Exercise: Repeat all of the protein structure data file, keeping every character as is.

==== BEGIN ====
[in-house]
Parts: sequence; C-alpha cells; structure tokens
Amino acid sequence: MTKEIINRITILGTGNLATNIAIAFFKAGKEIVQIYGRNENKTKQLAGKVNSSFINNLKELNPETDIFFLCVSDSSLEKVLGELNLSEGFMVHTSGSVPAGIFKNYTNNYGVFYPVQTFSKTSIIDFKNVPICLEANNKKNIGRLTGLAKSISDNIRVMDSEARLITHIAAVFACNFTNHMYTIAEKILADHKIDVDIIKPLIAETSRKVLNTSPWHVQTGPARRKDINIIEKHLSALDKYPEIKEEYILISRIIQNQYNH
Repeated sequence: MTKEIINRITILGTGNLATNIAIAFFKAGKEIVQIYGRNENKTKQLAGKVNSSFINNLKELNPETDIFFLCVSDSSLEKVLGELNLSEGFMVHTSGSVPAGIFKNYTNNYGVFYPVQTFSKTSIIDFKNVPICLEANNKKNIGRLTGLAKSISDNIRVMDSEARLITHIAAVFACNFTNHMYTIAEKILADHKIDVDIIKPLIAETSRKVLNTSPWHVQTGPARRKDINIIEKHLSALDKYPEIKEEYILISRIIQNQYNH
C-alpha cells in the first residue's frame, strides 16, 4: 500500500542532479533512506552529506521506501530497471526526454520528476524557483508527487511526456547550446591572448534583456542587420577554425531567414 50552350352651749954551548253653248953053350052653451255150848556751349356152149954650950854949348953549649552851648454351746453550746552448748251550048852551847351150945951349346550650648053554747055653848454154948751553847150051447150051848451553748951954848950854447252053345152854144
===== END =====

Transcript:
[in-house]
Parts: sequence; C-alpha cells; structure tokens
Amino acid sequence: MTKEIINRITILGTGNLATNIAIAFFKAGKEIVQIYGRNENKTKQLAGKVNSSFINNLKELNPETDIFFLCVSDSSLEKVLGELNLSEGFMVHTSGSVPAGIFKNYTNNYGVFYPVQTFSKTSIIDFKNVPICLEANNKKNIGRLTGLAKSISDNIRVMDSEARLITHIAAVFACNFTNHMYTIAEKILADHKIDVDIIKPLIAETSRKVLNTSPWHVQTGPARRKDINIIEKHLSALDKYPEIKEEYILISRIIQNQYNH
Repeated sequence: MTKEIINRITILGTGNLATNIAIAFFKAGKEIVQIYGRNENKTKQLAGKVNSSFINNLKELNPETDIFFLCVSDSSLEKVLGELNLSEGFMVHTSGSVPAGIFKNYTNNYGVFYPVQTFSKTSIIDFKNVPICLEANNKKNIGRLTGLAKSISDNIRVMDSEARLITHIAAVFACNFTNHMYTIAEKILADHKIDVDIIKPLIAETSRKVLNTSPWHVQTGPARRKDINIIEKHLSALDKYPEIKEEYILISRIIQNQYNH
C-alpha cells in the first residue's frame, strides 16, 4: 500500500542532479533512506552529506521506501530497471526526454520528476524557483508527487511526456547550446591572448534583456542587420577554425531567414 50552350352651749954551548253653248953053350052653451255150848556751349356152149954650950854949348953549649552851648454351746453550746552448748251550048852551847351150945951349346550650648053554747055653848454154948751553847150051447150051848451553748951954848950854447252053345152854144